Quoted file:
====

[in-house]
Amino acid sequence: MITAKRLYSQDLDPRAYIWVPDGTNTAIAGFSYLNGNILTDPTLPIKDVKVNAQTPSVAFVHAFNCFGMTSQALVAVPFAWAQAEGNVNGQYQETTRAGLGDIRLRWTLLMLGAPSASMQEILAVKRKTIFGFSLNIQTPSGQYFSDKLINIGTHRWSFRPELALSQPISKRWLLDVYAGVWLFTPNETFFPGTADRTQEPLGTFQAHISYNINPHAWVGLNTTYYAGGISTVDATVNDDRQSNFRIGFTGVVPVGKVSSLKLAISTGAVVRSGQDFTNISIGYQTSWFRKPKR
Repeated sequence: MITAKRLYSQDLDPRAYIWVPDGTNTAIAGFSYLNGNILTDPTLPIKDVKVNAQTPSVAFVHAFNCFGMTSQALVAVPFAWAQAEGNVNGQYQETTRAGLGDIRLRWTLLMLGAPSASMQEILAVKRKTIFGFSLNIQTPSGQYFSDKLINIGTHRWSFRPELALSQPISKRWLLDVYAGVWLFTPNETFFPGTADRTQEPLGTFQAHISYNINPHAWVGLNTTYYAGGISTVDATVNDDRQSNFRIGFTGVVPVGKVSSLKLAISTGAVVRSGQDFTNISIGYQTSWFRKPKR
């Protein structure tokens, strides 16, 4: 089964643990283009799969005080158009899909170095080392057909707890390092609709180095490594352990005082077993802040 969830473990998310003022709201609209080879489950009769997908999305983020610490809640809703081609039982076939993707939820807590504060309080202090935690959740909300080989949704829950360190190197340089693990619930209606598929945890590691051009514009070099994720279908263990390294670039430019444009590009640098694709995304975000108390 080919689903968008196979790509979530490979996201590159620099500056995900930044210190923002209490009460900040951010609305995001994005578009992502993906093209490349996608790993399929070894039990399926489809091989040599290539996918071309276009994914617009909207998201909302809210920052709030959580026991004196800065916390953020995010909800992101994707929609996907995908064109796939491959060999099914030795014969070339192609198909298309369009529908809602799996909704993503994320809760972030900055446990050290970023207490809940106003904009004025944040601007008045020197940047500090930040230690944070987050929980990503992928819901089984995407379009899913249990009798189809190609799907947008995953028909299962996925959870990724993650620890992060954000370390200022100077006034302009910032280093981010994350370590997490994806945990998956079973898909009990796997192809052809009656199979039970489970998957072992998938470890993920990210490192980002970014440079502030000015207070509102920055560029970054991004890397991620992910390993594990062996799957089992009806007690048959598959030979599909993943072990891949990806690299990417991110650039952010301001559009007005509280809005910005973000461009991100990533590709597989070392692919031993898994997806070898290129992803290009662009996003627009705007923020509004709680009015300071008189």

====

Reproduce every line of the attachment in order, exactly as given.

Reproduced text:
[in-house]
Amino acid sequence: MITAKRLYSQDLDPRAYIWVPDGTNTAIAGFSYLNGNILTDPTLPIKDVKVNAQTPSVAFVHAFNCFGMTSQALVAVPFAWAQAEGNVNGQYQETTRAGLGDIRLRWTLLMLGAPSASMQEILAVKRKTIFGFSLNIQTPSGQYFSDKLINIGTHRWSFRPELALSQPISKRWLLDVYAGVWLFTPNETFFPGTADRTQEPLGTFQAHISYNINPHAWVGLNTTYYAGGISTVDATVNDDRQSNFRIGFTGVVPVGKVSSLKLAISTGAVVRSGQDFTNISIGYQTSWFRKPKR
Repeated sequence: MITAKRLYSQDLDPRAYIWVPDGTNTAIAGFSYLNGNILTDPTLPIKDVKVNAQTPSVAFVHAFNCFGMTSQALVAVPFAWAQAEGNVNGQYQETTRAGLGDIRLRWTLLMLGAPSASMQEILAVKRKTIFGFSLNIQTPSGQYFSDKLINIGTHRWSFRPELALSQPISKRWLLDVYAGVWLFTPNETFFPGTADRTQEPLGTFQAHISYNINPHAWVGLNTTYYAGGISTVDATVNDDRQSNFRIGFTGVVPVGKVSSLKLAISTGAVVRSGQDFTNISIGYQTSWFRKPKR
């Protein structure tokens, strides 16, 4: 089964643990283009799969005080158009899909170095080392057909707890390092609709180095490594352990005082077993802040 969830473990998310003022709201609209080879489950009769997908999305983020610490809640809703081609039982076939993707939820807590504060309080202090935690959740909300080989949704829950360190190197340089693990619930209606598929945890590691051009514009070099994720279908263990390294670039430019444009590009640098694709995304975000108390 080919689903968008196979790509979530490979996201590159620099500056995900930044210190923002209490009460900040951010609305995001994005578009992502993906093209490349996608790993399929070894039990399926489809091989040599290539996918071309276009994914617009909207998201909302809210920052709030959580026991004196800065916390953020995010909800992101994707929609996907995908064109796939491959060999099914030795014969070339192609198909298309369009529908809602799996909704993503994320809760972030900055446990050290970023207490809940106003904009004025944040601007008045020197940047500090930040230690944070987050929980990503992928819901089984995407379009899913249990009798189809190609799907947008995953028909299962996925959870990724993650620890992060954000370390200022100077006034302009910032280093981010994350370590997490994806945990998956079973898909009990796997192809052809009656199979039970489970998957072992998938470890993920990210490192980002970014440079502030000015207070509102920055560029970054991004890397991620992910390993594990062996799957089992009806007690048959598959030979599909993943072990891949990806690299990417991110650039952010301001559009007005509280809005910005973000461009991100990533590709597989070392692919031993898994997806070898290129992803290009662009996003627009705007923020509004709680009015300071008189």